Celebrating the Black Press
The Dallas Examiner | 4/6/2015, 9:02 a.m.
The Dallas Examiner
Last week, publishers from San Francisco, Los Angeles, Phoenix, Detroit, Chicago, Houston, Dallas, Jackson, Mississippi, Atlanta, North Carolina, New York, Minnesota, Philadelphia and Baltimore gathered in Washington, D.C., to celebrate 75 years of Black newspapers telling our stories.
One activity was the rededication of the NNPA/Howard University Media Lab, demonstrating our continued commitment to the next generation of journalists. The lab was refurbished with 16 new Macintosh computers, updated software and desks. Journalism students at Howard use the lab for classes and have an opportunity to work directly with NNPA Editor-in-Chief George Curry and his reporters.
During the Black Press celebration, 20 interns from colleges across the U.S. who work at Black newspapers participated in workshops and covered Black Press Week activities. It was a joy seeing the interaction of the young interns with seasoned publishers.
The Trice Edney News Wire hosted a luncheon at the National Press Club, where Hazel Trice Edney honored Black women publishers. Among those receiving awards was the publisher for 30 years or more of The Dallas Examiner, Mollie Finch Belt.
The mission of the Trice Edney News Wire is “to afflict the comfortable and comfort the afflicted” who are in America, all too often African Americans. According to Edney, her wire service offers our content – stories, special reports and perspective pieces – to not only speak truth to power, but to empower readers everywhere with information charting and fortifying African American progress, thereby American progress. You will find news from the newswire published in Black newspapers throughout the United States.
The annual Enshrinement Ceremony of Distinguished Black Publishers was held in the Gallery at the Moorland Spingarn Library on Howard University’s campus. Francis Page Sr., publisher of Houston Newspages, and Ludwald Orren Settipher Perry, M.D., publisher of the Tennessee Tribune, were enshrined during the ceremony.
In March 1827, Samuel E. Cornish and John B. Russwurm founded Freedom’s Journal to give the African American community a voice. Established two months after the signing of the Emancipation Proclamation, it was the first Black newspaper – owned and operated by Blacks. It spoke to the African American community in an effort to educate and uplift free Blacks. It printed features about the accomplishments of African Americans and encouraged its readers to educate themselves and their children so that they can live up to their highest potential. It also announced births, deaths and weddings, employment and education opportunities, etc.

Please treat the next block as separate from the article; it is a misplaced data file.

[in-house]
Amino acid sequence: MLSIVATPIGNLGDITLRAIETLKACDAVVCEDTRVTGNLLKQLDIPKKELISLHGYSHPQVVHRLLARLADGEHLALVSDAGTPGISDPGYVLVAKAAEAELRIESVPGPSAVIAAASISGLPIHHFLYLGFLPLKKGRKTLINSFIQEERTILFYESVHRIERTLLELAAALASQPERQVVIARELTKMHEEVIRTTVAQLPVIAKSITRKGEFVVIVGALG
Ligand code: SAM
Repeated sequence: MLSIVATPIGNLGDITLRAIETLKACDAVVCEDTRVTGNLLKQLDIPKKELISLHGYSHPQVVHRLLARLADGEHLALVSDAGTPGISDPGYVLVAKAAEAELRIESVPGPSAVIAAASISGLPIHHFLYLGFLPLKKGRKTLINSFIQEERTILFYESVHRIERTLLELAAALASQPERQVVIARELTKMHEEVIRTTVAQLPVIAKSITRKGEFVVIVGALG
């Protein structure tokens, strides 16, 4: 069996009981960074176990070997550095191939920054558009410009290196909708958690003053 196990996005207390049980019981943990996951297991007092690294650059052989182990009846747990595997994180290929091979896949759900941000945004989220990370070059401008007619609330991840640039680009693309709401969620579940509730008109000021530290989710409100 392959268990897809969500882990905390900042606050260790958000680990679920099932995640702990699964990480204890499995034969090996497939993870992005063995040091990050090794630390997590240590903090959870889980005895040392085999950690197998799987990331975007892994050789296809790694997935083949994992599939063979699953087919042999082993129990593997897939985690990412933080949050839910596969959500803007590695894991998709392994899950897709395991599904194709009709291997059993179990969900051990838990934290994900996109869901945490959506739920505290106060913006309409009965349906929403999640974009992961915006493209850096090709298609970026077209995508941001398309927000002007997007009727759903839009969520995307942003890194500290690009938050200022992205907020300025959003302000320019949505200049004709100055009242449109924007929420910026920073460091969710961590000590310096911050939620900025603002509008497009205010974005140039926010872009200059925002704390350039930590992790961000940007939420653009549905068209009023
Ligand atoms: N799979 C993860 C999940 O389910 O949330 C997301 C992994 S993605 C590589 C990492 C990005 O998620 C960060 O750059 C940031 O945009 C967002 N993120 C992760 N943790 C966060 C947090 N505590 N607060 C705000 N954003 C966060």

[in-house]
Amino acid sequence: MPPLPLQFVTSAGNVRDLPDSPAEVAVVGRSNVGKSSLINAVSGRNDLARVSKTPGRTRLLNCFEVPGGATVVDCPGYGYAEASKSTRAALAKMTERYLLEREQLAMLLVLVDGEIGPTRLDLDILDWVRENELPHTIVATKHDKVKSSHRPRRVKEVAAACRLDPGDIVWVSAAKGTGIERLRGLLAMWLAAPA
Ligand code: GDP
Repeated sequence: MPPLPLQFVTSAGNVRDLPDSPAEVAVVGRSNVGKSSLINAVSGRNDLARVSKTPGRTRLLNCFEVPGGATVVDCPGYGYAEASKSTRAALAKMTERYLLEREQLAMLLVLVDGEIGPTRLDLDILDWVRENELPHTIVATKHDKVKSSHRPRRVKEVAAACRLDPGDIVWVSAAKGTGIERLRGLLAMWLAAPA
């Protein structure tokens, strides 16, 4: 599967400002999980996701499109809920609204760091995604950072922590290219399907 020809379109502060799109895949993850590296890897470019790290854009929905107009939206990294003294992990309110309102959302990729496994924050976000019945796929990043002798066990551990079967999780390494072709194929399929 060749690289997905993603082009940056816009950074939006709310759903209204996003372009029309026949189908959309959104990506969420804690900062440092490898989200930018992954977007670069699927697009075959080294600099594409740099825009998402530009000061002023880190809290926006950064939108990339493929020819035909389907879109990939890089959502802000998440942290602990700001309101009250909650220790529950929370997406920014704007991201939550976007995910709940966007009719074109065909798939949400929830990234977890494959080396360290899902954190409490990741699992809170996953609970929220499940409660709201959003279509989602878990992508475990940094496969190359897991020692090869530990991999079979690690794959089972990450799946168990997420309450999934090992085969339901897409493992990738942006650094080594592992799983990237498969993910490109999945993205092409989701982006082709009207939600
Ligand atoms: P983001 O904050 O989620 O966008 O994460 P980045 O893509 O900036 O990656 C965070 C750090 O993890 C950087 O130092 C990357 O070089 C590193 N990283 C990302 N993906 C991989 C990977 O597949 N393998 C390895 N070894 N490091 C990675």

Moreover, it sought to set the story straight in regard to negative articles and commentary about African Americans that was printed in mainstream newspapers. In the Journal’s first issue, the editors wrote as their first entry a lengthy explanation of their purpose.
“We wish to plead our own cause. Too long have others spoken for us. Too long has the publick been deceived by misrepresentations in things which concern us dearly, though in the estimation of some mere trifles; for though there are many in society who exercise towards us benevolent feelings; still (with sorrow we confess it) there are others who make it their business to enlarge upon the least trifle, which tends to the discredit of any person of colour; and pronounce anathemas and denounce our whole body for the misconduct o this guilty one,” as written in the third paragraph of the Journal, Vol. I.
The purpose of the Black Press hasn’t changed. Today, more than ever, we need Black newspapers to tell our stories; set the record straight; educate and inform the community about decisions being made by the government, events taking place and opportunities; as well as uplift the community through feature stories about those who have overcome great odds and/or obtained a noteworthy achievement.
For the past 188 years, Black newspapers have boldly and proudly championed the cause of the African American communities. And with great passion and purpose, publishers, editors and journalists of Black newspapers will continue this mission.
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